Leveraging Todd Jones
Last week Dave Dombrowski indicated that the club would like to have Todd Jones back, but under the condition that he may be moved out of the closer’s role at some point during the season. Right now the ball is in Todd Jones court as he evaluates his options, and tries for a gig closer to his Alabama home. But is a set up role better for Jones than as the 9th inning man?
Not your typical closer
Jones doesn’t possess one trait that is common among closers, an ability to strike hitters out. In 2007 Todd Jones was dead last, by a considerable margin, among closers (or people who finished at least 35 games). His 4.84 was considerably behind David Weathers 5.56. What’s more is that there were 12 closers who’s K-rate was more than double that of Jones.
Still, Jones manages success because of other things he doesn’t do. His renaissance as a closer came in 2005 with the Florida Marlins when he simply stopped walking people. He only issued 25 free passes between 2005 and 2006 in over 130 innings. However in 2007 he struggled with his control, relatively speaking and issued 23 walks in 61.1 innings, and that put him in the bottom half of closers.
So with a bad strike out rate, and a not so good walk rate, he must have had sterling defense behind him right? Not so much. His batting average on balls in play was .299 which ranked in the bottom 3rd, or the top 3rd depending on your point of view, but it’s the bad 3rd regardless.
Look at these numbers, how did Jones manage to have blown save numbers comparable to Francisco Rodriguez and Bobby Jenks? He had 2 things working for him. The first is that he keeps the ball in the park. He only allowed only allowed 3 homers this year, and a slugging percentage of .371 meant that it would take several hits for Jones to blow a save.
Protecting the protector
Second, he was typically starting with the bases clean. He only inherited 7 runners all season (2 of which scored), only 6 other closers faced fewer. Only 4 times he was brought in to the middle of an inning. And of those 3 times there were already 2 outs and never did those runners on base represent the tying or winning runs. So while Jones was utilized to protect leads, he was protected in that role.
And that last point really gets to the crux of the Jones argument. Should he be the closer or a set up guy? I’ve been a supporter of Jones in the closer role for exactly this reason that due to a low strike out rate he works best in a situation where the next hit doesn’t spell doom. In 2006 Tigers fans watched Joel Zumaya and Fernando Rodney routinely come in and extinguish threats protecting narrow margins with runners on base. Truly facing those high leverage situations right? Wrong?
If you look at leverage index (LI is a measure of the crucial-ness of a situation), Todd Jones faced the highest leverage situations each of the last 2 years. If you’re like me your first inclination is to think “well duh, he pitched himself into those situations” but that’s not the case – entirely anyways.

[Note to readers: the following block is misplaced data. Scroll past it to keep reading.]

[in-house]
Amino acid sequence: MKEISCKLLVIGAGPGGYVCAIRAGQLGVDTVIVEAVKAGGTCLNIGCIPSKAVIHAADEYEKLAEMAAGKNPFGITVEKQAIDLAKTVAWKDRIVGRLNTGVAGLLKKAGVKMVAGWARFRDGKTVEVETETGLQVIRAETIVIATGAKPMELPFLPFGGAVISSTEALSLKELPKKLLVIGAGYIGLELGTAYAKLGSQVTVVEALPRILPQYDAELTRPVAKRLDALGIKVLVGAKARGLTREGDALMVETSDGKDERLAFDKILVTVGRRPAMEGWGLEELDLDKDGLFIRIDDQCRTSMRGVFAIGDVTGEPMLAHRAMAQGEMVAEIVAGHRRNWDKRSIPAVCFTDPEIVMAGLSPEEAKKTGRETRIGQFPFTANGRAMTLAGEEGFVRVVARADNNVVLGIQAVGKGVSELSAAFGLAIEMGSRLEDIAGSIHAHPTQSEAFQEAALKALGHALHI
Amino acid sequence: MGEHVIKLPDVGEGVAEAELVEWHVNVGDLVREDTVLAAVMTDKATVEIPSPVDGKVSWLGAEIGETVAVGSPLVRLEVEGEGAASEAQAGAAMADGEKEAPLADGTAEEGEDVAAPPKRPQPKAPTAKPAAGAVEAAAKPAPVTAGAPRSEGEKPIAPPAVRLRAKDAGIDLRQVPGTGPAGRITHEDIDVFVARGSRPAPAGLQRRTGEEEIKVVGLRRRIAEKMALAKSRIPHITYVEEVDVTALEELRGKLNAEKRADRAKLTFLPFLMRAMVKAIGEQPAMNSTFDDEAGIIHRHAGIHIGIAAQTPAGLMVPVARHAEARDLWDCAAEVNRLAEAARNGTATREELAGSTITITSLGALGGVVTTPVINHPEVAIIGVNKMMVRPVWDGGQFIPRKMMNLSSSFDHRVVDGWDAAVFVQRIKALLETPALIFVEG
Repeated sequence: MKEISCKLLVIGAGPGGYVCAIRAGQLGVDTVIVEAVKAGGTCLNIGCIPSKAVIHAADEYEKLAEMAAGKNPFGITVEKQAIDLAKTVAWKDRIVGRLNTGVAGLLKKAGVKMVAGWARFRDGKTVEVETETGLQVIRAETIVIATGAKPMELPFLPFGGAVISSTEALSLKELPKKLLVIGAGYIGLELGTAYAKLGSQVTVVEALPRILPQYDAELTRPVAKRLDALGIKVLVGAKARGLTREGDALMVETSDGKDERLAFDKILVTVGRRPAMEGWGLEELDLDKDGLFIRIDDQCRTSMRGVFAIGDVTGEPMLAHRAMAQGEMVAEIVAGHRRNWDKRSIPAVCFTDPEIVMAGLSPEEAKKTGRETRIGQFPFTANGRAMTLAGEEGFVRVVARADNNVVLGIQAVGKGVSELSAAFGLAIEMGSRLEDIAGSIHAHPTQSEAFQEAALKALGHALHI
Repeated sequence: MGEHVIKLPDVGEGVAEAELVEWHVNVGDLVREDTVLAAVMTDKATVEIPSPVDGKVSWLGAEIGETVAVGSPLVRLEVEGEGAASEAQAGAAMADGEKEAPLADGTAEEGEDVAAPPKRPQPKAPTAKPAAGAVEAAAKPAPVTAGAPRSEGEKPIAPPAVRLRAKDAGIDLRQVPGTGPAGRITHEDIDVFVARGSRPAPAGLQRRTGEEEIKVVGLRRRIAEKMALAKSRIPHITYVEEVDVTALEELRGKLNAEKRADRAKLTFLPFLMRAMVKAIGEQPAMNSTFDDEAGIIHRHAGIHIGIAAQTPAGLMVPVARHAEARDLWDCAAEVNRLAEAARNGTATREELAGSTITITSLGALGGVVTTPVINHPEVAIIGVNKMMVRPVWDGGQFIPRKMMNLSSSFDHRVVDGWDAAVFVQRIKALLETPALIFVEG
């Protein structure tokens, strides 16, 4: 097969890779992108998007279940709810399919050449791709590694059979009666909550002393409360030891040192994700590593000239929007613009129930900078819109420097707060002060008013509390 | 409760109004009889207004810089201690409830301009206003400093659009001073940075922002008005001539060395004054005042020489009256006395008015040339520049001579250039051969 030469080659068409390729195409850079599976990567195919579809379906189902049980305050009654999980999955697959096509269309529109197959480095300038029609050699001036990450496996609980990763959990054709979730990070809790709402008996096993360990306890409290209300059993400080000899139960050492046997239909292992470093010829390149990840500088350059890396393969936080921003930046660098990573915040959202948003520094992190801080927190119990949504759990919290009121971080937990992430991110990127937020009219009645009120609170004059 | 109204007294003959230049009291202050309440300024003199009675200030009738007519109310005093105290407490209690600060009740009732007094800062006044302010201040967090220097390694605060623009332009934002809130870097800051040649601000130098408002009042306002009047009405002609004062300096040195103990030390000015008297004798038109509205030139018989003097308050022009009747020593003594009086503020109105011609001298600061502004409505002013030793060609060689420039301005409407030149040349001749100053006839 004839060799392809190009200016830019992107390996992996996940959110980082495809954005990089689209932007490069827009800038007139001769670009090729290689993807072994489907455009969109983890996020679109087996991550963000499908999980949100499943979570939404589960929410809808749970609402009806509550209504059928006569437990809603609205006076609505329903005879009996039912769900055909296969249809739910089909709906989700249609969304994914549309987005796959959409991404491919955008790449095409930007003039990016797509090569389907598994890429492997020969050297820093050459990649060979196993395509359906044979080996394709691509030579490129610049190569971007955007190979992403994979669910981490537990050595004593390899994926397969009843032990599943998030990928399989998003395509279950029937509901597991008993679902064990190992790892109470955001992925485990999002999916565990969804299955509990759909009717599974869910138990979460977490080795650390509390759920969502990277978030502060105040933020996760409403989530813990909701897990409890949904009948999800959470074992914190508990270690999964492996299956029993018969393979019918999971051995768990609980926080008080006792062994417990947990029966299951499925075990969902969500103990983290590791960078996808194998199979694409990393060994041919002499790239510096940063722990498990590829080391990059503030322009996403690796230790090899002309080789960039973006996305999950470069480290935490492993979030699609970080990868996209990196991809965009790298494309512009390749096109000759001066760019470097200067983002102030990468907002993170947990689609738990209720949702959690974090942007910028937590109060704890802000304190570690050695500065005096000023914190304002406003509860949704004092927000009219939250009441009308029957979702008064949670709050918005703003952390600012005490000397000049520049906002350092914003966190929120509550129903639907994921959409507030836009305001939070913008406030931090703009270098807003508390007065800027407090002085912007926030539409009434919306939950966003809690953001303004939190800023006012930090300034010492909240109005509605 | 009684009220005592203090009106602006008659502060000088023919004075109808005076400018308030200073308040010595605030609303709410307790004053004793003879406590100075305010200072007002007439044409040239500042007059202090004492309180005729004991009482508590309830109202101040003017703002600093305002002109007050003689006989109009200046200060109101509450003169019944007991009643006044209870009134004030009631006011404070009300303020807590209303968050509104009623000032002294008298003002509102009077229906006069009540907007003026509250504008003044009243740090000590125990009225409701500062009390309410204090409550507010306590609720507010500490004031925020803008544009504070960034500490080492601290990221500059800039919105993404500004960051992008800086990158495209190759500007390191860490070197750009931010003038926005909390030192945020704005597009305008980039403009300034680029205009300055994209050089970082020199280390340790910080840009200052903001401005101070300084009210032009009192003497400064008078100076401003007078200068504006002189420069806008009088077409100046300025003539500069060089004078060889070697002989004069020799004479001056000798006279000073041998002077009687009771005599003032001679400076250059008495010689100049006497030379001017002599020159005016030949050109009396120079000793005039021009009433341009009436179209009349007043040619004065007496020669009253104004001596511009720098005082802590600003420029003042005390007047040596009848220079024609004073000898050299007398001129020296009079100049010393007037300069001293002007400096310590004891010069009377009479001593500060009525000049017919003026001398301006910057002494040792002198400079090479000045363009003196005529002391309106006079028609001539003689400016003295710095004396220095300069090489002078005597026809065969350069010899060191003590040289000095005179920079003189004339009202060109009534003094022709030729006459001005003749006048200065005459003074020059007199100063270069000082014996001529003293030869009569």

Jones average LI when entering a game in 2007 was 1.76, essentially meaning that the typical situation was 1.76 times more crucial than a randomly selected situation. Joel Zumaya, coming into those tighter spots was 1.65. Given Zumaya’s and Rodney’s injuries this year, it’s worth looking at last year as well. Zumaya was actually a little lower last year at 1.58 while Jones was almost identical at 1.74.
The discrepancy has to do with the fact that the later in the game it is, the less time there is to recover. Coming into the top of the 8th with a 1 run lead has a 2.2 LI versus at 2.9 LI with the same lead at the beginning of the 9th. So even with runner-on situations in the 7th and 8th innings, there were enough times that Zumaya would come in starting an inning clean that he wasn’t really being maximally leveraged.
Should he still close?
Jones probably received to much grief from Tigers fans last season. He of course had his roller coaster moments, but he also turned in 24 1-2-3 9th innings this year. At the same time he’s probably pushing his luck as far as he can push it. Jones had a decent K-rate until last year (7.5 per 9 innings pitched), but he’s gone the last 2 years only fanning a batter every other inning. His margin for error has become exceedingly thin.
That said Jones can still provide value, but he has to be used similarly to how he has been the last 2 years. He shouldn’t be coming into jams, but there’s no reason he couldn’t be expected to eat the 7th or 8th innings, especially with a Zumaya like talent available to work out of jams.
At this point it becomes how much the Tigers want to pay for established bullpen depth. To get Jones, the Tigers will probably have to pay closer to closer money than set-up man money. Dave Dombrowski and Jim Leyland have shown a preference for the familiar and so a premium of a couple million for a one year deal probably won’t be an issue.